Enauta’s Brazil-bound FPSO to carry ABS Class notation
U.S. classification society American Bureau of Shipping (ABS) has revealed that a floating, production, storage, and offloading (FPSO) vessel, which will work on a field offshore Brazil, will be operated under ABS Class.
ABS said in a statement on Thursday that the FPSO Atlanta, contracted by Enauta to Yinson for conversion to service the Atlanta field offshore Brazil, will be operated under ABS Class.
Matt Tremblay, ABS Vice President, Global Offshore, remarked: “This is a significant, complex asset capable of operating in ultra-deepwater offshore Brazil today. Through our focus on safety and innovation, we are able to continue demonstrating our leadership in Brazil, where more than 60 per cent of all FPSOs in service are ABS classed.
“This is not only down to our long-standing leadership in offshore classification but our deep knowledge of the Brazilian regulatory environment and the experience to support clients in achieving regulatory compliance.”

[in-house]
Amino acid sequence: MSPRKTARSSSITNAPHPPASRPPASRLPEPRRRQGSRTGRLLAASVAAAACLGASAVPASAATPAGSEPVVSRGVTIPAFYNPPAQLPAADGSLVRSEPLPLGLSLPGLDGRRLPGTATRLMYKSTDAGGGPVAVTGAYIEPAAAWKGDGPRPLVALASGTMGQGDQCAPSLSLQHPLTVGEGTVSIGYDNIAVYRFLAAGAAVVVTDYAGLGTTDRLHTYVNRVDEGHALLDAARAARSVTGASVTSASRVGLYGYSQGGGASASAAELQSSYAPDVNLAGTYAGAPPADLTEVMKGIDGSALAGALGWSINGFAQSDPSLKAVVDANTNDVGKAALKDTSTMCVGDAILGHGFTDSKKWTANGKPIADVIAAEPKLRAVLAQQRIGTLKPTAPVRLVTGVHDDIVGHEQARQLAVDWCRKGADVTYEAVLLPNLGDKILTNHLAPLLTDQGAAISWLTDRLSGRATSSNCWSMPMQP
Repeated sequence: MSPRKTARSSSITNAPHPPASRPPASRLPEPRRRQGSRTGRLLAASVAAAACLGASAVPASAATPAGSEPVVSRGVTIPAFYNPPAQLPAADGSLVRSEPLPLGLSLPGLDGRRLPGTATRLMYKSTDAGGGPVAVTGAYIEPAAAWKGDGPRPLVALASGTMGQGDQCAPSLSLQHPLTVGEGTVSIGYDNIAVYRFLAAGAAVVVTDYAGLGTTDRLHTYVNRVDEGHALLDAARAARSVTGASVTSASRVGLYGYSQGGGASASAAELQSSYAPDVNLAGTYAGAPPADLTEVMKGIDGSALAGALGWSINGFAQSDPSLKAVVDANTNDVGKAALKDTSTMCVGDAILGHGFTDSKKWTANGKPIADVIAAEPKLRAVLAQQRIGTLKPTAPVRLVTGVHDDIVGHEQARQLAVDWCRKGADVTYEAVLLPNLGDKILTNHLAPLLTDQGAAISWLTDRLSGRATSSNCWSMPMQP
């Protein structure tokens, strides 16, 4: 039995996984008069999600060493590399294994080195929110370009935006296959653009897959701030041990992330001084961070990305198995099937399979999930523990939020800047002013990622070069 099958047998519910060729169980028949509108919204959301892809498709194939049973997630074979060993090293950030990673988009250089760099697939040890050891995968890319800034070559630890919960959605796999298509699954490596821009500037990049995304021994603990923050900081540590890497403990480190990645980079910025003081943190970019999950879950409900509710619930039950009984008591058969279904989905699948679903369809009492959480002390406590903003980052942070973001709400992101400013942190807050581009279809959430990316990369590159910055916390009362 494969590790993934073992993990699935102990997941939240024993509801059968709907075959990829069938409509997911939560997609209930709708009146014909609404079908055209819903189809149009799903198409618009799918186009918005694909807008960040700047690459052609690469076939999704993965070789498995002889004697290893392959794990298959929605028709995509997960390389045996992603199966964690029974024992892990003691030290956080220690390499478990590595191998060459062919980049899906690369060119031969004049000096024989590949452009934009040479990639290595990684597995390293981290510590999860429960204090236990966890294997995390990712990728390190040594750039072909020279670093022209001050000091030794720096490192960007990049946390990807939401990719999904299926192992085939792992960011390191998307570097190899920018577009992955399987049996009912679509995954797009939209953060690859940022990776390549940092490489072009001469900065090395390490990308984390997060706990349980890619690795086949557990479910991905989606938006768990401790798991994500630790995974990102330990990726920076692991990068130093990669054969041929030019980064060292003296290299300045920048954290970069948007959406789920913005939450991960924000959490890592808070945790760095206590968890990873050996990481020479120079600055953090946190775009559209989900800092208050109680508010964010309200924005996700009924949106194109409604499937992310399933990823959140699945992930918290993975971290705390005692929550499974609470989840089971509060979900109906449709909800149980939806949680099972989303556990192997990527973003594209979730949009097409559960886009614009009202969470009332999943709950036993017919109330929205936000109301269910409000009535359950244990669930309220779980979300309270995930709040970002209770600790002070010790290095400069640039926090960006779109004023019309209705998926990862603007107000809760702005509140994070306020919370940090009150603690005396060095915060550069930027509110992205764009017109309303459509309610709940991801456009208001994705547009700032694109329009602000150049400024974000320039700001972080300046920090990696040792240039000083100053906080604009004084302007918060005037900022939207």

According to ABS, this FPSO, which is currently being converted in Dubai Drydocks World, including structural upgrades, refurbishment and enhancement of equipment, will have a production capacity of 50,000 BOPD, 12.4 MMscfd gas, and a storage capacity of 1,800,000 bbl.
Formerly known as OSX-2, the vessel was converted in 2013 under ABS Class to operate in the Waimea field in Brazil but never started operations.
As previously reported, Enauta entered into an agreement for the purchase of FPSO OSX-2 for the Definitive System (DS) of the Atlanta field in January 2022, and this purchase deal was closed in February.
In addition, the company inked a firm contract with Malaysia’s Yinson for the conversion of an existing production unit for the FPSO to be used for Atlanta’s Full Development System (FDS) – approved in February 2022 – under the same terms as specified within the Letter of Intent (LoI) from December 2021.
With estimated reserves of 106 MMbbl, the Enauta-operated Atlanta field is located in block BS-4 in the Santos Basin, at a 1,500-metre water depth.